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Reduce Your Chances of Falling this Fall


By Supriya Venigalla, MD, MPH

Happy Fall, Walk Georgians! Now that the weather is getting cooler, you probably want to get outdoors as much as possible. But if you’re 65 and older, you may be worried about falling and injuring yourself.

It’s a legitimate concern because a single fall can be traumatic to aging bones, and can lead to hip fractures, head injuries, or result in extended hospitalization. However, being older does not mean you’re prone to falling, and anyone can be at risk as a result of certain medications, vision changes, or degenerative diseases like arthritis. Even the clutter in your house or poor lighting could lead to a fall.

The good news is that unlike the change in seasons, falls are preventable.

The American Academy of Orthopedic Surgeons recommends that seniors join a fall-prevention program designed to improve strength, balance, agility, and coordination. Not only do these types of programs reduce the rate of falls, but they can also prevent serious injuries if a fall does happen.

In 2015, researchers in Finland investigated the effects of an exercise program for older women in a two-year clinical trial. The women had a history of falls in the previous year. The trial had group and home exercises, and injuries were recorded in fall diaries. The researchers found that at the end of the two-year period, the rate of medically attended, injurious falls was over 50 percent lower.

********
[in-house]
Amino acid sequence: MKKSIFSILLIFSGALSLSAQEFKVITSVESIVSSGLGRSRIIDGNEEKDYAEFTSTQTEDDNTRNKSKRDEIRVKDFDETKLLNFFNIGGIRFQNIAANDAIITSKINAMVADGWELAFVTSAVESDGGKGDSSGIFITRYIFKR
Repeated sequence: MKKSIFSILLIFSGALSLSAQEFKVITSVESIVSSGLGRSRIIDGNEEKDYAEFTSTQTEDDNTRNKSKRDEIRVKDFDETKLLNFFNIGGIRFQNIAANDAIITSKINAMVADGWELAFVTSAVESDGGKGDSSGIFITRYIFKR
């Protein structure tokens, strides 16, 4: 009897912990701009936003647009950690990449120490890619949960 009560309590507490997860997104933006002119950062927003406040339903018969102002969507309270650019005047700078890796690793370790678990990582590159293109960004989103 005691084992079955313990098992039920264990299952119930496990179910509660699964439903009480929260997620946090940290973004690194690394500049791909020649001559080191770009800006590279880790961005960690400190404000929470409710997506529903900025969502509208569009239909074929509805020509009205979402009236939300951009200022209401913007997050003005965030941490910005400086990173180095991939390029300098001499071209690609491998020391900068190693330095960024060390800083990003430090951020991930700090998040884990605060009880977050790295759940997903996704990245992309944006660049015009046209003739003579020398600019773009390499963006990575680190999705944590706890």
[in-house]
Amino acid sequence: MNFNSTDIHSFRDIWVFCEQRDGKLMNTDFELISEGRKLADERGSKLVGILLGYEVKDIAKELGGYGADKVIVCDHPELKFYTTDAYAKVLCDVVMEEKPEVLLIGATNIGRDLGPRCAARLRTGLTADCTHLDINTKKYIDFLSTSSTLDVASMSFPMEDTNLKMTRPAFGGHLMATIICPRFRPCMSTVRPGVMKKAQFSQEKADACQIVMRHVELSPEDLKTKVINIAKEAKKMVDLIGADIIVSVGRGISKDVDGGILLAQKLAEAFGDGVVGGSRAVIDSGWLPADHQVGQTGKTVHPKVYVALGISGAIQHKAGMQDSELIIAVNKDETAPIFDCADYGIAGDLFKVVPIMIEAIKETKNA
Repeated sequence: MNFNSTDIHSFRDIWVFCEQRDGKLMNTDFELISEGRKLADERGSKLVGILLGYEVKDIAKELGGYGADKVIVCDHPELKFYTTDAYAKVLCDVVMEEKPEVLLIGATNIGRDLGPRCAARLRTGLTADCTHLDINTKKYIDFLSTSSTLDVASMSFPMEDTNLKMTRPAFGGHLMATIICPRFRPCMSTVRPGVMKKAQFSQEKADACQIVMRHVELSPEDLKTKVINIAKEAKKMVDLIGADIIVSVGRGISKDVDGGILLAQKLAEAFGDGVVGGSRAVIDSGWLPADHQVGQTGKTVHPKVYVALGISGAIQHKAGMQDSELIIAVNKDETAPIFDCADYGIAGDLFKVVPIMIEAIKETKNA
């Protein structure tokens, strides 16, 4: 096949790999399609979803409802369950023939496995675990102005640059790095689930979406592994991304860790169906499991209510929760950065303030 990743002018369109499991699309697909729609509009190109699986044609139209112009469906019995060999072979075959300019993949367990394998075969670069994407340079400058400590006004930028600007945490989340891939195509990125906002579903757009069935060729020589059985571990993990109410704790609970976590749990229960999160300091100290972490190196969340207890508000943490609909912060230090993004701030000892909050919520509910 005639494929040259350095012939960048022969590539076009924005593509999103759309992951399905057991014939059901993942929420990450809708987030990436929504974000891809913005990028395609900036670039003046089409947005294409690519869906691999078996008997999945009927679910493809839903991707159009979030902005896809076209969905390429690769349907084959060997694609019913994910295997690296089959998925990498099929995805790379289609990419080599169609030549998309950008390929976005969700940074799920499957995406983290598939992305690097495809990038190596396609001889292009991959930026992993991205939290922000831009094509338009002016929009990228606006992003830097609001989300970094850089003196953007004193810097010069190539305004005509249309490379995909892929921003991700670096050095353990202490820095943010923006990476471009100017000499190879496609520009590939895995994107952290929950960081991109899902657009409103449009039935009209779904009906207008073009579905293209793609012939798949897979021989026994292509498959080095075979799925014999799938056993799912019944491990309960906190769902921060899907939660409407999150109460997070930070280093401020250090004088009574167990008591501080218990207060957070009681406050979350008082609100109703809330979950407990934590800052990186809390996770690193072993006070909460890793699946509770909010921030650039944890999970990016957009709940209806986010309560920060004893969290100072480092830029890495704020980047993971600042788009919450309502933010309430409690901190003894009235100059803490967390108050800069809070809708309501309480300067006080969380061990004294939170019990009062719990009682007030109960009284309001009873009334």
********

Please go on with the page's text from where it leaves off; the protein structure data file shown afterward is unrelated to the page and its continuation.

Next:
Activities like yoga with balance exercises (single-leg stance), strength exercises (chair squats), and resistance exercises (with an exercise band) all help improve balance and coordination. Exercises like these also protect against declining muscle mass and help keep joints stable.

Fall prevention programs are usually offered by community health centers. A good program should have an education component, a physical activity component, medication review, vision assessment, and home safety assessment. Also, talk to your doctor about taking vitamin D supplements with calcium.

In the state of Georgia, Shepherd Center in Atlanta offers a number of fall prevention resources. The Division of Aging Services at the Georgia Department of Human Services and The Georgia Department of Public Health’s Injury Prevention Program can tell you more about the resources in your community.

With all these resources, don’t worry about engaging in a little exercise. Nothing should stop you from enjoying this weather.

Editor’s note: Encouragement is one of our program’s main goals; please help us by encouraging your at-risk friends and family to participate in these potentially life-saving exercises and classes this fall!


  1. Patil, R., Uusi-Rasi, K., Tokola, K., Karinkanta, S., Kannus, P., & Sievänen, H. (2015). Effects of a Multimodal Exercise Program on Physical Function, Falls, and Injuries in Older Women: A 2-Year Community-Based, Randomized Controlled Trial. Journal Of The American Geriatrics Society63(7), 1306-1313.
  1. Preventing Falls: How to Develop Community-based Fall Prevention Programs for Older Adults. National Center for Injury Prevention and Control.
  1. Cobb County Public Library System – Falls Prevention Awareness Resources